Article Text

Research paper
Altered body schema processing in frontotemporal dementia with C9ORF72 mutations
  1. Laura E Downey1,
  2. Phillip D Fletcher1,
  3. Hannah L Golden1,
  4. Colin J Mahoney1,
  5. Jennifer L Agustus1,
  6. Jonathan M Schott1,
  7. Jonathan D Rohrer1,
  8. Jonathan Beck2,
  9. Simon Mead2,
  10. Martin N Rossor1,
  11. Sebastian J Crutch1,
  12. Jason D Warren1
  1. 1Department of Neurodegenerative Disease, Dementia Research Centre, UCL Institute of Neurology, University College London, London, UK
  2. 2MRC Prion Unit, Department of Neurodegenerative Disease, UCL Institute of Neurology, University College London, London, UK
  1. Correspondence to Dr J D Warren, Dementia Research Centre, UCL Institute of Neurology, University College London, 8–11 Queen Square, London WC1N 3BG, UK; jason.warren{at}


Background Mutations in C9ORF72 are an important cause of frontotemporal dementia (FTD) and motor neuron disease. Accumulating evidence suggests that FTD associated with C9ORF72 mutations (C9ORF72-FTD) is distinguished clinically by early prominent neuropsychiatric features that might collectively reflect deranged body schema processing. However, the pathophysiology of C9ORF72-FTD has not been elucidated.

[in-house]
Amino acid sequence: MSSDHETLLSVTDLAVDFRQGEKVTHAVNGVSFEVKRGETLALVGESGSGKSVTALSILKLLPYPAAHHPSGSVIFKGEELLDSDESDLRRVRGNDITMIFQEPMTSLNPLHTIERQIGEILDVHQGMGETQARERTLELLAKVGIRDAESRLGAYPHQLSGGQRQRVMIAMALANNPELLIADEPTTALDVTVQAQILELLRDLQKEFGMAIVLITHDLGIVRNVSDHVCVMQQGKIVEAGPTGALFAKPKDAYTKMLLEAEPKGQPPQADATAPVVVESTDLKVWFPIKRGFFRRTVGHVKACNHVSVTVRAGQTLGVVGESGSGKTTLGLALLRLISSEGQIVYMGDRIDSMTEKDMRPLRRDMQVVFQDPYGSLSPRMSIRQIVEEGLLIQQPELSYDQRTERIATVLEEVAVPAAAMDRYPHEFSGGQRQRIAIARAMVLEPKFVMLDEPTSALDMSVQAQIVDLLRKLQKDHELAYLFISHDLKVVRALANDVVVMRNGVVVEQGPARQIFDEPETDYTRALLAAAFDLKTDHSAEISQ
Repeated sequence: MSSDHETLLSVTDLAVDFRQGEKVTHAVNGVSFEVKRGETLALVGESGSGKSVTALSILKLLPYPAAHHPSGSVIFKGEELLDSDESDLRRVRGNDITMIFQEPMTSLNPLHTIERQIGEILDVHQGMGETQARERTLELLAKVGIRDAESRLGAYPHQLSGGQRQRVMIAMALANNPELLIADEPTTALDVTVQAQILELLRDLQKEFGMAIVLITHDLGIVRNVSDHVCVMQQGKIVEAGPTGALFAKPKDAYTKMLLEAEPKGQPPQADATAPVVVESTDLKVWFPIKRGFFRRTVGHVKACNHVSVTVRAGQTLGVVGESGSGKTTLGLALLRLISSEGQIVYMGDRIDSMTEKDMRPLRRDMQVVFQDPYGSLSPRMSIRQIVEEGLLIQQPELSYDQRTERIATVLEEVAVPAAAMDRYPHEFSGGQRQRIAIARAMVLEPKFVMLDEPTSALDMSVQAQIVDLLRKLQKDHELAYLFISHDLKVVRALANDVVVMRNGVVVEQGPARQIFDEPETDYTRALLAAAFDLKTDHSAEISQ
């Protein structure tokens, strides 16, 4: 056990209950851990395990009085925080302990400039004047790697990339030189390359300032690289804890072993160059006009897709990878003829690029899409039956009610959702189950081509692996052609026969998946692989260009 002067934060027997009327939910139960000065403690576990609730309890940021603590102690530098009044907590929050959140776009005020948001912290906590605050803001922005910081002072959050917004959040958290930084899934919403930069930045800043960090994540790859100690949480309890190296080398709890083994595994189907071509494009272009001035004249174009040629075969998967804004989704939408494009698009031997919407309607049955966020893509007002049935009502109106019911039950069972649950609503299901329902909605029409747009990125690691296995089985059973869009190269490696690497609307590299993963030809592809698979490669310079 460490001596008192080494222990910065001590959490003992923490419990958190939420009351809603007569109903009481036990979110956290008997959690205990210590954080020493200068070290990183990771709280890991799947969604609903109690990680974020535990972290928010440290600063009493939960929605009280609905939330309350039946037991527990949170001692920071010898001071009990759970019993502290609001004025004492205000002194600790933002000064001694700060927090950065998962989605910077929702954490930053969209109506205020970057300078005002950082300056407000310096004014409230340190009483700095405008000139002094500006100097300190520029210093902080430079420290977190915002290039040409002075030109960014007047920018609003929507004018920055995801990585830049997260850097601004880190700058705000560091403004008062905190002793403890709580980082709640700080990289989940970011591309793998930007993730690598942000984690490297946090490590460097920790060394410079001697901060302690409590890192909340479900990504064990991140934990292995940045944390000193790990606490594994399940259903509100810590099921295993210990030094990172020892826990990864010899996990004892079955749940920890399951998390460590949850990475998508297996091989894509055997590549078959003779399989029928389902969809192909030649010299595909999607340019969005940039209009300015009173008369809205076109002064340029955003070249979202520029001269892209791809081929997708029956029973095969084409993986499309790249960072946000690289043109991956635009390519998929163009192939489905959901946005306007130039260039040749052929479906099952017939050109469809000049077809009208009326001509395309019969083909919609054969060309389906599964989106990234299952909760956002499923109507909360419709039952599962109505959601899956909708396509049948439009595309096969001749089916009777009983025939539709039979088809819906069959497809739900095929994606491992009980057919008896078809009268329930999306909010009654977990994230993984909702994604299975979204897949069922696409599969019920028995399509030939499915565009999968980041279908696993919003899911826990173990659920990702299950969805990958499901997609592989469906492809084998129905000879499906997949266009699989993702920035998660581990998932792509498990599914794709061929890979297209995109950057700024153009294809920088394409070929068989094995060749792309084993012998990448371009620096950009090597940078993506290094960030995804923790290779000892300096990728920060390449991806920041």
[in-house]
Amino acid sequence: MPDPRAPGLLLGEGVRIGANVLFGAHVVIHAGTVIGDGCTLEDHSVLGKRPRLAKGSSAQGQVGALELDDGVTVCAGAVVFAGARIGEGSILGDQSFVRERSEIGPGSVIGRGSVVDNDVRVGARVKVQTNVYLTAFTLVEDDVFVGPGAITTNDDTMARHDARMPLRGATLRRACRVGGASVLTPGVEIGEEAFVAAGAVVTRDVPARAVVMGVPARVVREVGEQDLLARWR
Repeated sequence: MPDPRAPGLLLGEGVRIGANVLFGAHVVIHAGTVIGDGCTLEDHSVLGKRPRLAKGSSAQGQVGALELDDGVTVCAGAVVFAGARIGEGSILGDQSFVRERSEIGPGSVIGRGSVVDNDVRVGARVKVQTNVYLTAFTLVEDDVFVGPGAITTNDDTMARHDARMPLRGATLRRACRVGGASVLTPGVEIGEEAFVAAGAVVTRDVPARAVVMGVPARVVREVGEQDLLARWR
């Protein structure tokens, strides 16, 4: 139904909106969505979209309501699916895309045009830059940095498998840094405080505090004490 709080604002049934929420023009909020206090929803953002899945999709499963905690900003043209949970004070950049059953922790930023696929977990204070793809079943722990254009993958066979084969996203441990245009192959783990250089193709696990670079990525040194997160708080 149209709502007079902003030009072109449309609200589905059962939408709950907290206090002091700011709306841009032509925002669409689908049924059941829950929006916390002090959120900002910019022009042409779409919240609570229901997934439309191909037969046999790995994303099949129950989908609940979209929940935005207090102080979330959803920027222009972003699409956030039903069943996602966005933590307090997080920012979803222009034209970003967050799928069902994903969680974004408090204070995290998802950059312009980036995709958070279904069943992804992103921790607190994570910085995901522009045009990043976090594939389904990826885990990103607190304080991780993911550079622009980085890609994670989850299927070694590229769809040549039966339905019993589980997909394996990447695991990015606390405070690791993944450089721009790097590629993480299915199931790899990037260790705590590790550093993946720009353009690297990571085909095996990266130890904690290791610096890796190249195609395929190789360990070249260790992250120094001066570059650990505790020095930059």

Methods We undertook a detailed neurophysiological investigation of five patients with C9ORF72-FTD, in relation to patients with FTD occurring sporadically and on the basis of mutations in the microtubule-associated protein tau gene and healthy older individuals. We designed or adapted behavioural tasks systematically to assess aspects of somatosensory body schema processing (tactile discrimination, proprioceptive and body part illusions and self/non-self differentiation).

Results Patients with C9ORF72-FTD selectively exhibited deficits at these levels of body schema processing in relation to healthy individuals and other patients with FTD.

Conclusions Altered body schema processing is a novel, generic pathophysiological mechanism that may link the distributed cortico-subcortical network previously implicated in C9ORF72-FTD with a wide range of neuropsychiatric and behavioural symptoms, and constitute a physiological marker of this neurodegenerative proteinopathy.

  • Dementia
  • Physiology
  • Neuropsychology
  • Neuropsychiatry

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